Sunday, September 10, 2006

Chilling numbers for the Republicans

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Chilling numbers for the Republicans
If something doesn't change, GOP will likely lose House, hang on in Senate
ANALYSIS
By Charlie Cook
National Journal

Updated: 3:15 p.m. ET Sept 7, 2006

WASHINGTON - Republicans are facing a motivation deficit unlike anything they've seen at least since 1982 and probably since the post-Watergate midterms of 1974.

Labor Day weekend marks the unofficial beginning of the fall campaigns. And if the political climate remains as it is today -- a very big "if" -- Republicans will likely lose the House and their dominance of the nation's governorships but hang on to the Senate by a thread. Every sign points to a reappearance of the "time for a change" dynamic that has hit one or both chambers of Congress in five of the last six midterm "six-year-itch" elections -- those held during a president's second term.

The latest Cook Political Report/RT Strategies national poll [PDF], a survey of 801 registered voters conducted Aug. 25-27, confirms what the vast majority of other surveys have shown for months: The "change" dynamic is strong, antipathy toward President Bush remains high and the outlook for the Republican Party is grim.

Just 28 percent of voters said that the country is headed in the right direction, while 64 percent said it is on the wrong track, virtually the same results as the 27-percent "right direction," 63-percent "wrong track" split in the Cook/RT poll taken in late July. For the party controlling the White House and both chambers of Congress, these numbers should be chilling.

In the August Cook/RT poll, Bush's job-approval rating is 39 percent, the same as July, while his disapproval rating is up 4 points to 55 percent. Although 21 percent of respondents said they "strongly approve" of Bush's performance, 46 percent "strongly disapprove," an extraordinarily high level of intensity that the GOP should find disturbing.

Congress' approval rating is 31 percent in the new poll, 3 points higher than a month ago; disapproval is 58 percent, 1 point higher. The Gallup Organization has found that when Congress has a job-approval rating of 40 percent or above, the party in power loses an average of just five House seats in a midterm election, but when congressional approval is below 40 percent, that party loses an average of 29 seats.

Finally, on the generic congressional ballot question -- asking voters which party they'd like to see in control of Congress after the election -- the latest Cook/RT survey found Democrats leading by 11 points, 51 percent to 40 percent, compared with 13 points in late July and 12 points in early June. In past elections, this gauge has tended to skew about 5 points more Democratic than the actual popular vote for the House. Lopping off 5 points brings the Democrats' edge down to 6 percentage points, a bit wider than the lead that Republicans had going into the 1994 election.

Predicting turnout is tricky
Predicting voter turnout is especially tricky in midterm election years, because participation is always lower than in presidential elections. Current signs indicate, though, that Republicans are not as motivated as Democrats to vote, a sharp turnaround from 2000 and 2004, when the GOP was the fired-up party.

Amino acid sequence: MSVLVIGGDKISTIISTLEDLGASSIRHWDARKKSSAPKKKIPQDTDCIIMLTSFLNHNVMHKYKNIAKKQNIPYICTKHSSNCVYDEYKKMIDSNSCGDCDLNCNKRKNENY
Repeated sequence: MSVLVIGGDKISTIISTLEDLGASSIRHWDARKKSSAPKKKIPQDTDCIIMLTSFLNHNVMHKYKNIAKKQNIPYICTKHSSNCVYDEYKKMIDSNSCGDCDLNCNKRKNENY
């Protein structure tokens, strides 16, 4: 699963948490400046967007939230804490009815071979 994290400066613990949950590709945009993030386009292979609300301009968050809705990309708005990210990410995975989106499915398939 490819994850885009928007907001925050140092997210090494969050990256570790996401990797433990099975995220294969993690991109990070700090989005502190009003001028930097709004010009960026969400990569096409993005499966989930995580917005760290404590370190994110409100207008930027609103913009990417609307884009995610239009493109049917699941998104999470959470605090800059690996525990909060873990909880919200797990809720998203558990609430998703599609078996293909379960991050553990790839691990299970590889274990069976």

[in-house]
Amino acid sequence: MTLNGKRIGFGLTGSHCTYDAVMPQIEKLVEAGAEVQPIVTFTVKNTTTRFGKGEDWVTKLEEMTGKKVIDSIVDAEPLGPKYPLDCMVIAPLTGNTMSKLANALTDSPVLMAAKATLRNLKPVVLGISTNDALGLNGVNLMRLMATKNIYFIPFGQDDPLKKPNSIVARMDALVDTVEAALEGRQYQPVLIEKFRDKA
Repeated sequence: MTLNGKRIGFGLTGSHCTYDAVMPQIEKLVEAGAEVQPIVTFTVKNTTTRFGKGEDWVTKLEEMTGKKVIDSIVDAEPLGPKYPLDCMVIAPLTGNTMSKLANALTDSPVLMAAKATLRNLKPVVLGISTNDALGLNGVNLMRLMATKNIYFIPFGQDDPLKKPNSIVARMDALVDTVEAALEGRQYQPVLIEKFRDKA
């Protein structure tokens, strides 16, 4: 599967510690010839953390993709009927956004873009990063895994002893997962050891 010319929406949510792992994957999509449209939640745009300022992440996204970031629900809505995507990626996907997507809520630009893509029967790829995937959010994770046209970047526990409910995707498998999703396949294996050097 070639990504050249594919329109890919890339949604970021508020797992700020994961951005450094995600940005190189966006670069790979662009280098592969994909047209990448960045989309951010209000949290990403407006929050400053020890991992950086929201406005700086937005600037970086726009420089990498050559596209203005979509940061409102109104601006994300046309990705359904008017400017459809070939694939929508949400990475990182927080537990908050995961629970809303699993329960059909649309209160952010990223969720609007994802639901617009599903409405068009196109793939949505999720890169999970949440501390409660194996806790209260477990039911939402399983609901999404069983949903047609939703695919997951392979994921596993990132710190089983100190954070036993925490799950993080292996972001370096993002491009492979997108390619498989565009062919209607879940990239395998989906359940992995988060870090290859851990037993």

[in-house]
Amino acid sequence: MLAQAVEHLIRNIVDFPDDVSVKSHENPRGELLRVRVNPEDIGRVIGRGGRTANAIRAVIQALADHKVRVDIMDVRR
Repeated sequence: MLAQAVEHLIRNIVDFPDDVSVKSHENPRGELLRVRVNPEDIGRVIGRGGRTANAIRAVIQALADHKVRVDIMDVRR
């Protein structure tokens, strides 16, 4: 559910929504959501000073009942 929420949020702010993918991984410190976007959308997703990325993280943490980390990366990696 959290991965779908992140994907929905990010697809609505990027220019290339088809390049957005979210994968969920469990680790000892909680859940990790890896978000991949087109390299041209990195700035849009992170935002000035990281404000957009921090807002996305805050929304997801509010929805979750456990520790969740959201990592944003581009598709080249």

When voters were asked how interested they are in the upcoming election, on a scale of 1 to 10 with 10 being "extremely interested," 61 percent of Democrats said "10," but only 50 percent of Republicans did. On the generic congressional question, Democrats had a whopping 17-point lead (56 percent to 39 percent) among voters who ranked themselves an extremely interested "10," and a 15-point lead (55 percent to 40 percent) among the "highly interested," those who rated themselves "9" or "10".

No one should expect the Democrats' popular vote advantage to be nearly that wide in November. It is safe to say, however, that Republicans are facing a motivation deficit that is unlike anything that they've seen since at least the 1982 midterm election, when unemployment hit 10 percent just weeks before Election Day, and probably since the 1974 post-Watergate midterm election.

Ultimately, the GOP's biggest challenge heading toward Nov. 7 is getting its people out to vote. When a party's voters are disillusioned and disinclined to participate, candidates' leads in pre-election polls can disappear in the blink of an eye. And some who appeared headed toward victory end up giving concession speeches.

The political climate is key for the next 66 days. Will it change enough for the GOP to hang on to its majorities?
Charlie Cook is the founder and publisher of the Cook Political Report.

URL: http://www.msnbc.msn.com/id/14703848/
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Native of the Philadelphia "Kensington and Alleganey" northeast area. I spent 4 years in the Air Force (Titan-II missles in Tuscon Arizona). I Am currently retired, and among other adventures I spent 28 years working for AT&T in Telecommunications. I've lived in Florida for 33 years....20 years in Hollywood Fla., and 13 years North Florida. I've been married 42 years, and am a proud father of three adult offspring. All of them contributing to society in a very useful and creative manner.